People, Borders, and Walls: Immigration Policy from Obama to Trump

February 21, 2019

Guest speaker Alejandro Mayorkas, Partner, WilmerHale, former Deputy Secretary, Homeland Security, and a Colby parent, rolled out DACA under President Obama. Before joining WilmerHale, Mr. Mayorkas served as Deputy Secretary of Homeland Security, where he managed some of the most complex and critical responsibilities of government, including preventing and responding to terrorist attacks on US soil, enhancing both the government’s and the private sector’s cybersecurity, enforcing the nation’s immigration laws, facilitating lawful trade and travel, and helping stricken communities recover from disasters. For his service as Deputy Secretary of Homeland Security, Mr. Mayorkas received the Department’s Distinguished Service Award, its highest civilian honor; the US Coast Guard’s Distinguished Service Award; a special commendation from the National Security Agency for his achievements in national security and, specifically, cybersecurity; and numerous additional awards and commendations.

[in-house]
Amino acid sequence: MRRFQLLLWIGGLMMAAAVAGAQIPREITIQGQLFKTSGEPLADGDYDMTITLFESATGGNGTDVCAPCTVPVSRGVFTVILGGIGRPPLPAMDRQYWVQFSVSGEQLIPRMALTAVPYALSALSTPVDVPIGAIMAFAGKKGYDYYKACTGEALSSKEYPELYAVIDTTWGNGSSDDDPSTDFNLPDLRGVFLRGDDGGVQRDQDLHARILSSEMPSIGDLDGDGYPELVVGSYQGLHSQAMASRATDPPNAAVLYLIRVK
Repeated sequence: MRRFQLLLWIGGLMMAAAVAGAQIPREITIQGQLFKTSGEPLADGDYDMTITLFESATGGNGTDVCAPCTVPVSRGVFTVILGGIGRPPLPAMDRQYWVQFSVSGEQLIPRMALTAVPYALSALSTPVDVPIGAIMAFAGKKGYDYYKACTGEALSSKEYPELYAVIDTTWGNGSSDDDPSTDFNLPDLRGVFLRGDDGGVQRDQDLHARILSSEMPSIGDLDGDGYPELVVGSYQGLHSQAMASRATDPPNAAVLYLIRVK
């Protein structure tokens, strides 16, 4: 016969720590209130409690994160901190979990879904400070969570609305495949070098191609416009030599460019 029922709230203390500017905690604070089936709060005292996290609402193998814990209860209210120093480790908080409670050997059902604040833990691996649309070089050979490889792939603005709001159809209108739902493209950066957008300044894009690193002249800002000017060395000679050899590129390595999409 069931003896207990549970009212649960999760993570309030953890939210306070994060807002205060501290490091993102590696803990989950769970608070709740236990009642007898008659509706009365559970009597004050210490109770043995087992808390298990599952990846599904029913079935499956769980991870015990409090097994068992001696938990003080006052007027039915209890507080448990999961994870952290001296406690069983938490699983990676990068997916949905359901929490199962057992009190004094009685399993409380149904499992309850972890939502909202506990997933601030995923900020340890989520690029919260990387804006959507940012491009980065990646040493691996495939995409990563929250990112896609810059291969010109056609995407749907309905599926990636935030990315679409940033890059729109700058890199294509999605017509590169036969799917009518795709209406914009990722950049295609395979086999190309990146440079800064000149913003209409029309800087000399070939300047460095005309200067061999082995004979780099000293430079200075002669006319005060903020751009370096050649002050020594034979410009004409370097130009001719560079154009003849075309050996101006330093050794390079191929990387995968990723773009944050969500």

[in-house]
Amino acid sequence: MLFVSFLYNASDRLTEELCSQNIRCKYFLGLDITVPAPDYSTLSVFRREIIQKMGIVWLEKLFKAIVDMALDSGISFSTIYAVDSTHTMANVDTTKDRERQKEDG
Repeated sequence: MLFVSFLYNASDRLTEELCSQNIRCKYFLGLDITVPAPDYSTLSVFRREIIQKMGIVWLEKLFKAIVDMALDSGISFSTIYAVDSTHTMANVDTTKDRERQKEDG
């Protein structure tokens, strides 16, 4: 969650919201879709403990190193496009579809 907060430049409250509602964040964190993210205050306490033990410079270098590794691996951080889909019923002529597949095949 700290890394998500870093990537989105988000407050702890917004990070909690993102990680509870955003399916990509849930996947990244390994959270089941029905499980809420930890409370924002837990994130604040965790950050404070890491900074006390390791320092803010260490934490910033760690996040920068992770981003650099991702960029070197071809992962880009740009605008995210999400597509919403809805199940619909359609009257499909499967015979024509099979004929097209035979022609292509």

Ranked Choice Voting: Can it Work for the 2020 Presidential Election?​

Ranked Choice Voting: Can it Work for the 2020 Presidential Election?

February 7, 2019

Rob Richie, president, and CEO of FairVote spoke on Ranked Choice Voting and the moves to make it apply to the presidential primaries or caucuses (and general election) in Maine.

Richie has played a key role in advancing, winning, and implementing electoral reforms at the local and state levels. He has been involved in implementing ranked-choice voting in more than a dozen cities, cumulative voting in numerous Voting Rights Act cases, the National Popular Vote plan in 11 states, and promoting voter access proposals like voter preregistration and lower voting age.

Civil Discourse in an Uncivil Age

Civil Discourse in an Uncivil Age

December 3, 2018

Do our words matter?  Alexander Heffner, host of The Open Mind on PBS explores the increasing divisiveness in American life, the toxic climate of political rhetoric and violence, and the steps to correct this plague on our democracy. The discussion will consider how we the people, elected officeholders, digital platforms, and journalists can work to reverse the disunion.